It's been hot here in northern California, with many days in the upper 90's to low 100's where we live. We do have air conditioning and Ozzie can frequently be found hogging one of the A/C vents in the house to stay cool. I bought a really quiet, tower fan to have in my office to keep me cooler and circulate the air. Ozzie loves this fan as much as I do! How do I know that? Here's what happened.
I was sitting at my desk with the fan near me, but not turned on. Ozzie came into the room, walked over, tail loosely wagging with a goofy grin on his face. He proceeded to nudge my arm gently, so I obliged with a few pets and lovies. When I moved my hand away, he very pointedly looked at me, then looked at the fan, then looked at me again. I said, "Do you want me to turn the fan on?" He literally huffed and looked at the fan again. I turned the fan on and he immediately plopped down between my chair and the fan, so it would blow cool air on us both. Pretty smart dog, right? I like to think that I'm a pretty observant human as well ;)
So, why am I sharing this anecdote with you? Because this is basically an example of dog charades; Ozzie was using his body, his voice, pointed glances, and contextual cues to get me to turn away from my computer and turn on the fan. While I initially thought he wanted attention, I think that was secondary to his desire to have the fan turned on! I'm not sure what he would have done if I'd ignored his nudge, but my guess is that he would have gone to lay down elsewhere in a huff, waiting for me to look up from my computer so he could try again.
One more fun anecdote: Desi is a very chill dog. He doesn't demand attention, but he is always happy to receive it. There is one exception to Desi's easy-going disposition and that is meal time. If it's 8 a.m. or 5 p.m. and Desi hasn't been fed yet? He'll let you know. If I'm folding laundry at the back of the house, Desi will find me and solicit lovies. As soon as I pet him, however, he starts to bounce around and stare at the door out of the room. If I try to walk anywhere else other than toward the kitchen, he literally herds me in that direction! And if I ask Desi if it's dinnertime when he finds me, he'll wag his tail and bark, trotting off toward the kitchen, looking back to make sure I'm following him. You see, dogs play charades with us ALL THE TIME!
Ever had your dog walk up to you and bow outside of the realm of play? More charades. This is your dog saying, "Hey there human. I'm interested in engaging your attention." I like to think that it's similar to one person walking up to another and getting their attention with a touch to the shoulder or forearm. It's not demanding, but it does indicate an interest in engaging.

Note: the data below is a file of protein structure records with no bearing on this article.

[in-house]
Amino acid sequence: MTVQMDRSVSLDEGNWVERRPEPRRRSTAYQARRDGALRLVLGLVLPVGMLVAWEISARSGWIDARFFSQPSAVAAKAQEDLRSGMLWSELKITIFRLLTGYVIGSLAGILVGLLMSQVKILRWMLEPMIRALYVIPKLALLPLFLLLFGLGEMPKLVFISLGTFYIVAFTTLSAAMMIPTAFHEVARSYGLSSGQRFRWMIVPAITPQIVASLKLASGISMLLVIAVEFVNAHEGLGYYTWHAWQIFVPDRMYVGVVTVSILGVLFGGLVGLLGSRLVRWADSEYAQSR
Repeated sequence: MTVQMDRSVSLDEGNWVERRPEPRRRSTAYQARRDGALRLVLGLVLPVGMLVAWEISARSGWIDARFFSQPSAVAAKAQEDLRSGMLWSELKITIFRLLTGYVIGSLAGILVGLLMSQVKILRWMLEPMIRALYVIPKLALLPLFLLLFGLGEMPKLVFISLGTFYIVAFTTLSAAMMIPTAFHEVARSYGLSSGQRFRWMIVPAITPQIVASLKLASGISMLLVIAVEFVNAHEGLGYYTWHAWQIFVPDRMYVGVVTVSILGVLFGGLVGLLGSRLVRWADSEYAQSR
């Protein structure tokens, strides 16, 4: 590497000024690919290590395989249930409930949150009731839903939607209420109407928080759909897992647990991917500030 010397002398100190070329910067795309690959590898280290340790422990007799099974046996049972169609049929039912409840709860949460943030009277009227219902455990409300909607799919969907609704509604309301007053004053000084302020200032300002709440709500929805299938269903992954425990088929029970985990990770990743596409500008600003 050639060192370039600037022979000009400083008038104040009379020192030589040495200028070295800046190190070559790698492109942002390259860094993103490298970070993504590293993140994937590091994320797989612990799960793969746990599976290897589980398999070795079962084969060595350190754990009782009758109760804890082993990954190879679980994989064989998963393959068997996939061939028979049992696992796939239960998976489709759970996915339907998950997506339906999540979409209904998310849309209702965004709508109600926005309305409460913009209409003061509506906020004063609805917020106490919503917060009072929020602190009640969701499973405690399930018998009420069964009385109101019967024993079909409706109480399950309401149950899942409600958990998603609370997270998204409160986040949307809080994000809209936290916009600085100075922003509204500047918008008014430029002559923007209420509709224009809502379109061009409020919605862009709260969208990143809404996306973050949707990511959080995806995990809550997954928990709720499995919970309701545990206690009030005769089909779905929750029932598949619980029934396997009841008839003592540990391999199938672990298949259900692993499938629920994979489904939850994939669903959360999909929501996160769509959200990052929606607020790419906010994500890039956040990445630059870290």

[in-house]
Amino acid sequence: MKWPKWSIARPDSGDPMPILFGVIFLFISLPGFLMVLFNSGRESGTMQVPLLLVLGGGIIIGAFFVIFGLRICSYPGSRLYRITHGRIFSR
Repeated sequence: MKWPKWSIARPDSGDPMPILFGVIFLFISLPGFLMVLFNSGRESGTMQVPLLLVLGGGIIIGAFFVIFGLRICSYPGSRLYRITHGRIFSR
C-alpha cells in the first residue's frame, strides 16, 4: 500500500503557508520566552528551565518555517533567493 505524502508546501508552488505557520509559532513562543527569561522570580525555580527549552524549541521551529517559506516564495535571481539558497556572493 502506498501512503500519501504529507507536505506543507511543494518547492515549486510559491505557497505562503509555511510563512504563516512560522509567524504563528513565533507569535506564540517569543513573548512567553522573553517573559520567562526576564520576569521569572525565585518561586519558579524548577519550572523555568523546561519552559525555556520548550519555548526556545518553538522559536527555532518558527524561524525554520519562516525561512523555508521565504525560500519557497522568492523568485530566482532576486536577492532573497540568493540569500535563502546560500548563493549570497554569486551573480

I know I've said it before, but it bears repeating. Dogs are really good at reading our body language and facial expressions, much better than we are at reading theirs. Humans always seem to assume that they are the superior communicators, but I beg to differ. Take away our words and we're back to playing a challenging game of charades as well, trying to make our needs and desires known. Dogs have mastered charades and they are in it to win it. There is one thing, however, that can really throw a wrench in the works and that is when dogs live with people who don't take the time to observe them and learn their language. Owners who ignore the bark or whine in the middle of the night, for example, might be missing out on the fact that a car pulled up out in front of your house, there's a skunk in the yard, or the carbon monoxide detector isn't working, but their noses are. Dogs can only tell you what you are willing and able to hear/see.
Now, I realize observing dogs is a big part of my job. I encourage all of you, however, to spend just a bit more time on it as well. First of all, it's very enjoyable. Second, your dog will appreciate your efforts, much like that person playing charades with you would jump up and down and touch their nose with their finger when you guessed their clue correctly. You may be surprised to discover all the things your dogs have been trying to tell you that you were too busy or distracted to notice. Really is surprising that they don't get more frustrated with us overall. Please share some of your stories with me as I truly enjoy them.
As always, if you have questions about your pet's behavior, you know where to find me.